Norfolk Island has a coulourful history tainted with an unimagineable legacy of cruelty and bloodshed. The Historic Kingston (Norfolk's Capital) Precinct at the southern extremity of Norfolk is the most significant historic site on the Island. Kingston is where the frist convict settlement landed and the construction of buildings and roads began.
Leave Burnt Pine via Ferny Lane (sometimes called Peter's Highway) and follow it around the airport until you come to Country Road. Turn left, follow it for a hundred metres and go straight ahead down Beefsteak Road. A stone's throw along on your right, you'll see Longridge House, well worth a visit, either for a meal or devonshire tea, or to re-live life as it was in bygone Norfolk days. Return to Country Road, turn right and in about a minute you'll come to Watermill Dam on your right. Pop in and say hello to the ducks (and the feral chooks) then continue on down Jemima Robinson Avenue, lined with exactly 100 pines, commemorating the 100 years lived by that lady. When you come to the massive walls of the Commissariat Store, turn right. We'll be returning to this corner but, for now, follow Pier Street to the jetty and let your mind drift back to 1856 when 194 Pitcairners set eyes on their new home.
You're now in the heart of old Kingston Town. Be prepared to spend at least half a day in the vicinity. (You'll need more if you're planning to take in the four engrossing museums as well on the same day. You can get lunch at the Royal Engineers' Office near the jetty).
Soon you will imagine you hear the voices of the convict miners as they labour to build these beautifully-proportioned buildings from limestone they have quarried from Point Hunter or Nepean Island. But Norfolk weaves such a serene spell that you will find yourself soaking up its grim past without a jolting sense of shock, not quite believing that such a Paradise could ever have been such a Hell.
As you stroll around Kingston, you will be part of a 19th century village, scarcely changed from the days when the forced blacksmiths, masons, bakers, shingle-splitters, cloth and cord makers, tailors and bullockies plied their trades.
The walls of the infamous pentagonal prison and its equally repugnant hospital still stand, as do those of the ghastly Crankmill (now roof-less), under whose floor, it is rumoured, are buried hundreds of artifacts awaiting disinterment. The Pier Store and Royal Engineers Office, now museums, beckon. Close by can still be seen one of the main sawpits where the 'top dog' would lift the saw upwards and the 'underdog' would pull it down.
Where the prison walls end at Slaughter Bay, you'll see the plaque commemorating the tragic end of the flagship of the First Fleet and, nearby, the Sirius Museum. Take in the Salt Mill and continue around Emily Bay out to the tip of Point Hunter (named after the captain of the Sirius) and gaze back on one of the prettiest bays on this planet.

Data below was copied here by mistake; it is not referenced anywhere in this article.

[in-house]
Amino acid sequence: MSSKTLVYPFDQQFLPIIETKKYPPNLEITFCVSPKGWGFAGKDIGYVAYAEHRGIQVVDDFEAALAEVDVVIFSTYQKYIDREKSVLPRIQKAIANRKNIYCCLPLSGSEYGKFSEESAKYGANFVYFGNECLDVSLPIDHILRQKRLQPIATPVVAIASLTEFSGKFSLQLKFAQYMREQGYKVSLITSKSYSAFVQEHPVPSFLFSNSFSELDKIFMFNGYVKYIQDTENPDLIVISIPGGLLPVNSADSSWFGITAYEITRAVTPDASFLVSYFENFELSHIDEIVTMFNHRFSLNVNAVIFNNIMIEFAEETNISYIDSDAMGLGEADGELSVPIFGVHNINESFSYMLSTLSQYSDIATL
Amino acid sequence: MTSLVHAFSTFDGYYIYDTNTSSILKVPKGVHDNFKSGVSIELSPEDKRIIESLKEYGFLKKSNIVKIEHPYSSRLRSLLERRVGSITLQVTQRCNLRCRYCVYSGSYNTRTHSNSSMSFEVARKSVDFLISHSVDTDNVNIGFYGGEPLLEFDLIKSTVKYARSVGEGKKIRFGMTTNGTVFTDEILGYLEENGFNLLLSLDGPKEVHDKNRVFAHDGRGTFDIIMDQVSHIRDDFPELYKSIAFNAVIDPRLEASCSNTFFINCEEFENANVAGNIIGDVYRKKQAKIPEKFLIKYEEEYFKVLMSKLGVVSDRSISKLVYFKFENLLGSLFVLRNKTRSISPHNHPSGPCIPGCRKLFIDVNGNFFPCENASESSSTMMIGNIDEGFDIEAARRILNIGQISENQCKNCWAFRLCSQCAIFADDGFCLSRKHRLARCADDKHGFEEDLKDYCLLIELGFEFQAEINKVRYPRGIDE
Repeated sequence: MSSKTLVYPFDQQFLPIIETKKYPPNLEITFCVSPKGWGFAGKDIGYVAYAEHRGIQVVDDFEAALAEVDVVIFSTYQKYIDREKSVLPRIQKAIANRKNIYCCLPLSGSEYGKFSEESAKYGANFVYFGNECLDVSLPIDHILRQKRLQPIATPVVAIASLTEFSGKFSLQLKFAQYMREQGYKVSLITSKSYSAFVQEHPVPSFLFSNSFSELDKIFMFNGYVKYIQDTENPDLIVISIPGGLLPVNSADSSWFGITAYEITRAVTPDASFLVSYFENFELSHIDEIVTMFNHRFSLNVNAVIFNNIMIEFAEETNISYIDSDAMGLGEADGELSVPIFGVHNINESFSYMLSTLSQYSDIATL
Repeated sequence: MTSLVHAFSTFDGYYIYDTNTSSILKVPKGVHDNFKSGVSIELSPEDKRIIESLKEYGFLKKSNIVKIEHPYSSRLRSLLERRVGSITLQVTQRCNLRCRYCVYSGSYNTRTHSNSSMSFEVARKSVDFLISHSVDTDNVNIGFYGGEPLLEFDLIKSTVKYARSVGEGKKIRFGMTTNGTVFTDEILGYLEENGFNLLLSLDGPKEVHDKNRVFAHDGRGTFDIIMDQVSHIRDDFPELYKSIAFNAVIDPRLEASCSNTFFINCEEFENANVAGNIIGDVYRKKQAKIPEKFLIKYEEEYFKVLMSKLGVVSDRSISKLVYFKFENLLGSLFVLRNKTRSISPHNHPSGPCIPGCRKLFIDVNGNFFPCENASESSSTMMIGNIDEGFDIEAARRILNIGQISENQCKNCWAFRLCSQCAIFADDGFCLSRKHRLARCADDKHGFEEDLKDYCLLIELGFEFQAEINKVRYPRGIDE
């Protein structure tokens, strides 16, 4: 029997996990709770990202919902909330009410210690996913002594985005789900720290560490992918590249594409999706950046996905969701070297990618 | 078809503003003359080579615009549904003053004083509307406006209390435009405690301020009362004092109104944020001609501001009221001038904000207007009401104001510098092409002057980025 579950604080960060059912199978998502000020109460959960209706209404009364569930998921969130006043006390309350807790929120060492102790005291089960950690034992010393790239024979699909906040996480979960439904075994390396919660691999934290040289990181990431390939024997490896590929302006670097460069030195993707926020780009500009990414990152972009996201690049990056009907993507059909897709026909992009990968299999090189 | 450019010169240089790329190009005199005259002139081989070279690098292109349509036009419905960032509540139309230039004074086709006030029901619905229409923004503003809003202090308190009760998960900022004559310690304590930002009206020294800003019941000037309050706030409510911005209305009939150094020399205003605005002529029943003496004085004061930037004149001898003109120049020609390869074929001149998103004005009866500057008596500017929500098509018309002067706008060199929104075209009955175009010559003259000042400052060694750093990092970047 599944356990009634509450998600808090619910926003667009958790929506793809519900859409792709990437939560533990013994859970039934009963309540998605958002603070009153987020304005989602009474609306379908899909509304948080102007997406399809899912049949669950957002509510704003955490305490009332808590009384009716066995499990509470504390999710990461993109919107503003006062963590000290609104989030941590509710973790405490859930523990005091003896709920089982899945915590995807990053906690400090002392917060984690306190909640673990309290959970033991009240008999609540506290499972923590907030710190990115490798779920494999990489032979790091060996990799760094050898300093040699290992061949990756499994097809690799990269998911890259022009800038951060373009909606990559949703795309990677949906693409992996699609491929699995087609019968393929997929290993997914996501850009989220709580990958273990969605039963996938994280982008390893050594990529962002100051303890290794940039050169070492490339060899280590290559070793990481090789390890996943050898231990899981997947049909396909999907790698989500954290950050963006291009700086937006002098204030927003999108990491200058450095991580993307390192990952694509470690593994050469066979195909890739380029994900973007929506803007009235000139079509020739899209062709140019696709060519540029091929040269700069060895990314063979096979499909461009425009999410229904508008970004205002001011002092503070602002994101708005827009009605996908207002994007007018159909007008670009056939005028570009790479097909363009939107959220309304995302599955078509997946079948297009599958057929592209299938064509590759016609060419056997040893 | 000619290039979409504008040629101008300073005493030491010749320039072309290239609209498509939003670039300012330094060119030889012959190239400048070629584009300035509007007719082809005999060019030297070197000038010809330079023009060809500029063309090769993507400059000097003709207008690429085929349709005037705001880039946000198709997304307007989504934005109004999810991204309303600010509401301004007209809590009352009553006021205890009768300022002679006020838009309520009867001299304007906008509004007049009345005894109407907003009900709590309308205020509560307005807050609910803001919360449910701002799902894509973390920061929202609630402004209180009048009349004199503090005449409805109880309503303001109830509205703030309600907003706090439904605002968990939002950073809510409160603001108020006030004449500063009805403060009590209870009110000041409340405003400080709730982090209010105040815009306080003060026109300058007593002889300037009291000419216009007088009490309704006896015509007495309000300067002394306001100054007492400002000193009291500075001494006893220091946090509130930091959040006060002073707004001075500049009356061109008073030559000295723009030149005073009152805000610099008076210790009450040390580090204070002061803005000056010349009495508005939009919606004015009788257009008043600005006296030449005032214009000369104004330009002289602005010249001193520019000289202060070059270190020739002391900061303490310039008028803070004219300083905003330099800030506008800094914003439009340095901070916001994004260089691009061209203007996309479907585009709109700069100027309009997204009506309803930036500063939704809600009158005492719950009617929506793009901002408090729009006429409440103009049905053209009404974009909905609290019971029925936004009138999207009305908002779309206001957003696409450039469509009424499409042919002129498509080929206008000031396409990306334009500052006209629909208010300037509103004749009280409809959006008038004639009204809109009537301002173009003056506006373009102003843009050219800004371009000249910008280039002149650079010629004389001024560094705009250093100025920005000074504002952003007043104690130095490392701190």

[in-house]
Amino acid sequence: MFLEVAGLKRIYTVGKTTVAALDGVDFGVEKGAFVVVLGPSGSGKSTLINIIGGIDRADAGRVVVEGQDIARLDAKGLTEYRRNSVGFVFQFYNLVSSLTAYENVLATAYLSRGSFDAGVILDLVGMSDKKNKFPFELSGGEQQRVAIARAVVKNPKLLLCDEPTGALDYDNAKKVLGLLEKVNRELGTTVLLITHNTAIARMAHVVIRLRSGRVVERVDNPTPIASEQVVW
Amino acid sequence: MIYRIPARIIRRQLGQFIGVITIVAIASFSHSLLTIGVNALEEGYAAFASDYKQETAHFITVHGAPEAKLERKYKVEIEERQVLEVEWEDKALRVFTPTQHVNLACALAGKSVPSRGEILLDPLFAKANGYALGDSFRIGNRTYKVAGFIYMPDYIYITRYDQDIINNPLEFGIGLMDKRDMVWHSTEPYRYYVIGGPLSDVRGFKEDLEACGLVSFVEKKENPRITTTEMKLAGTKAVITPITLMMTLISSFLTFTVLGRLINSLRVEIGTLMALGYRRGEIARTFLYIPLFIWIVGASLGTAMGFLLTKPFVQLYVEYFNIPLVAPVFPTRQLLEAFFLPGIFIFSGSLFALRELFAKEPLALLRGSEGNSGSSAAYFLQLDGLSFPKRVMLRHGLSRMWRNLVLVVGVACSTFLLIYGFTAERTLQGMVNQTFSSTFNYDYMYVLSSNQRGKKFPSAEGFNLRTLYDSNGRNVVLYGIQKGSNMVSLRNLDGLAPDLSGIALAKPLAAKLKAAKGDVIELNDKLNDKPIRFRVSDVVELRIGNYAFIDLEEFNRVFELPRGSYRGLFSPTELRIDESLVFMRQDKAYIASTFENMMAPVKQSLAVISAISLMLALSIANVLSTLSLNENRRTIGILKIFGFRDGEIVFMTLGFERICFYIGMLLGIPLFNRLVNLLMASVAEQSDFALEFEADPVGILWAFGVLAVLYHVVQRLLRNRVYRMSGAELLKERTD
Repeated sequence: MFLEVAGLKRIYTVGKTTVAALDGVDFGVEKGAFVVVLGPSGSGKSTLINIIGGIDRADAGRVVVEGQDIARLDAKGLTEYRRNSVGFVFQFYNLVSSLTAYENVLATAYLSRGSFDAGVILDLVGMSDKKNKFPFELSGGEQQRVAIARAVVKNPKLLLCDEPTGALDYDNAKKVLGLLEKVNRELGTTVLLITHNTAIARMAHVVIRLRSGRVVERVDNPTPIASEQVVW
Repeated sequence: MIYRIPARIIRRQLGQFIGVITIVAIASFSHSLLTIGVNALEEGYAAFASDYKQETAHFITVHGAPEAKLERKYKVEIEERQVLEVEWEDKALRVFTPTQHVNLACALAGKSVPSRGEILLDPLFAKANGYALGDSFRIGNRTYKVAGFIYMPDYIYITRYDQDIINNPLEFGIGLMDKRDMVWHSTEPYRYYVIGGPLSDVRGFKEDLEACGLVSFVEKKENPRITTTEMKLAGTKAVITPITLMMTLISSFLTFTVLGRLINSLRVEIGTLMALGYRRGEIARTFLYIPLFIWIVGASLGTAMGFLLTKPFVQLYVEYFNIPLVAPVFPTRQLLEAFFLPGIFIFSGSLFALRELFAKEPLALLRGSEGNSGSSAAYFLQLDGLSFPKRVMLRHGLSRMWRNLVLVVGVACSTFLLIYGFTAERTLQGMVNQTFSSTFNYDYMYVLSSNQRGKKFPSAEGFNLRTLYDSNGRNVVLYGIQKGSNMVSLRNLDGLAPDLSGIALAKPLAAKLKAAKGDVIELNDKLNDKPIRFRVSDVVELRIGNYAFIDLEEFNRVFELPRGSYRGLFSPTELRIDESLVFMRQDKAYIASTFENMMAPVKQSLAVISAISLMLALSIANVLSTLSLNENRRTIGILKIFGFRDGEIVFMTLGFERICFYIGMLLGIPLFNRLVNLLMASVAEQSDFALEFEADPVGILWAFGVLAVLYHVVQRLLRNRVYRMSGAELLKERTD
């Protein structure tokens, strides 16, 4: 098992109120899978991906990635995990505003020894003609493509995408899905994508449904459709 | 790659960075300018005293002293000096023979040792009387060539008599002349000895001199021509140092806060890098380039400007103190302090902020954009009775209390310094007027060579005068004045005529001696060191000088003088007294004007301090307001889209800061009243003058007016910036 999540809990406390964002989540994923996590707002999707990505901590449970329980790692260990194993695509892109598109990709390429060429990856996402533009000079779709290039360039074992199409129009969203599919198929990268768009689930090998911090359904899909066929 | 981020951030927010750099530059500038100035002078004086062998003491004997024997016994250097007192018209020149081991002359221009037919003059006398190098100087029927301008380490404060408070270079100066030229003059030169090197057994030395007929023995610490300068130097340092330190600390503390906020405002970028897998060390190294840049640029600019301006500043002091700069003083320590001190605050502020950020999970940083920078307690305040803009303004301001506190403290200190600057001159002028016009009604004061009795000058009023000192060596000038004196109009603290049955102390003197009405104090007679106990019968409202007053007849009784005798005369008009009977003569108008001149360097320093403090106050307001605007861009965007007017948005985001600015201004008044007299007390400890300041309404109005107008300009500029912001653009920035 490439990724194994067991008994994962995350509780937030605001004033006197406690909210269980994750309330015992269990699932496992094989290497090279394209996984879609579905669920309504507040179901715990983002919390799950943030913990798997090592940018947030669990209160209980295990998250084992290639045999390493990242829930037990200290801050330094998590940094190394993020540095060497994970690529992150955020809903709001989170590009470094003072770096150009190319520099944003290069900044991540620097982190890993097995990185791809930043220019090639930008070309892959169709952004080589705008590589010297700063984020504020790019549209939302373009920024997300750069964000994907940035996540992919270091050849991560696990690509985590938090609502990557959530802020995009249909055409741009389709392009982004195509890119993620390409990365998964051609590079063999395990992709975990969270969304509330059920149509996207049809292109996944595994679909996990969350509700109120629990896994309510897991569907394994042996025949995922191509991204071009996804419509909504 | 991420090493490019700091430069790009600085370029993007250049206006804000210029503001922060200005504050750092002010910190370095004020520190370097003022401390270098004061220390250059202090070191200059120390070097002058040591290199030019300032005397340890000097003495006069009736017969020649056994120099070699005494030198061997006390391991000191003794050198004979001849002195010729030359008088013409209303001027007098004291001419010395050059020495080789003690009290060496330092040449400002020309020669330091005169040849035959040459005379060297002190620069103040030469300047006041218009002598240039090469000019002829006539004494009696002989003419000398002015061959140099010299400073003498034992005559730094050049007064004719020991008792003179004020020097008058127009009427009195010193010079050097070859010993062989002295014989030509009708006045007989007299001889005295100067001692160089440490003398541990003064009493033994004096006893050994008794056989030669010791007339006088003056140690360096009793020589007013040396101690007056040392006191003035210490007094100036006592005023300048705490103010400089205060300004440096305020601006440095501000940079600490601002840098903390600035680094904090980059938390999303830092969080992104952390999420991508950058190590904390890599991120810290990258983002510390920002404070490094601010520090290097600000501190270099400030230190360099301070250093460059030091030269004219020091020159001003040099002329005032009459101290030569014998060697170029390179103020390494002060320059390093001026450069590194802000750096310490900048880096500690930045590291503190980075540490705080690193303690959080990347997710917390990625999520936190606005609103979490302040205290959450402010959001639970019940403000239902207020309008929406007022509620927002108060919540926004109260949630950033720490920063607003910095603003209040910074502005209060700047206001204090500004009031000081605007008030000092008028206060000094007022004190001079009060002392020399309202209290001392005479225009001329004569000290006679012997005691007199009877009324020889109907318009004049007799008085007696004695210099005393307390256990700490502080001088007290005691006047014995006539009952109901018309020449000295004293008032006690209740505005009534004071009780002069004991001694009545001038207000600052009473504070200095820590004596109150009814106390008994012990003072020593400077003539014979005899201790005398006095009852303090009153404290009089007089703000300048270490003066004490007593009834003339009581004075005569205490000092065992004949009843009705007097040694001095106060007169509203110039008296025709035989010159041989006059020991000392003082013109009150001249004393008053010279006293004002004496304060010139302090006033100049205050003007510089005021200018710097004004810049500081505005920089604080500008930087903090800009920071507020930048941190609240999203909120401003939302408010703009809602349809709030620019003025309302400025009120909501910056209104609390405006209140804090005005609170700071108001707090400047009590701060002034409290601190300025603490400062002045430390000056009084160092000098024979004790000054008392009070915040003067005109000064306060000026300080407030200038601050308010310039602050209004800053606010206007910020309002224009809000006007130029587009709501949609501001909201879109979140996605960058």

Drive back to the Commissariat's Store corner and walk around it and the Old and New Military Barracks whose massive walls and corner towers were built to withstand any convict uprising. There is the whole of Quality Row to explore, including the lovingly refurbished No. 10.
In the supremely beautiful beach-side cemetery, you will have to shake yourself to realise that these tombstones whose engraved words invoke the ghosts of penal days are not part of some mirage. Here is the headstone of Thomas Salsbry Wright who died in manacles at the age of 105 - could this really be true? It is. He was sentenced, at the age of 99, for forgery, despite his claim that he "had as much right as any man to run a bank".
Just past the cemetery, you will come to Bloody Bridge. Be sure to get out of your car and contemplate the legend:
This bridge was built by convict labour in the time of Major Anderson, the merciless, one-eyed Scot they called 'Potato Joe', for his act of substituting potatoes for bread in the convict's rations. It's a very handsome little bridge - the engineers who designed it had an eye for timeless grace, a refinement doubtless lost on the poor devils who built it. Their every step was impeded by irons, mostly weighing fifteen pounds and some as much as twenty two pounds. Dysentery constantly gnawed at their vitals. Already half-crazed by their suffering, they were goaded ceaselessly by their overseer in the hope of inducing a glance of protest. This offense, called 'dumb insolence', earned immediate retribution - the cat o' nine tails.
Suddenly, one of them exploded and drove a pick through the brain of his tormentor. Knowing that every one of them would be punished horribly if the bleeding corpse were to be discovered, the gang walled it up in the bridge. When the relieving overseer turned up at midday, he asked where his predecessor was. "Oh!", was the reply, "he went for a swim down there in the bay. We think he must have drowned".
Unfortunately for them, through the still-wet mortar between the bluestones, something began to ooze ....... it was the blood of the entombed overseer!
Continue on up Driver Christian Road to Collins Head Road which will take you back to Burnt Pine.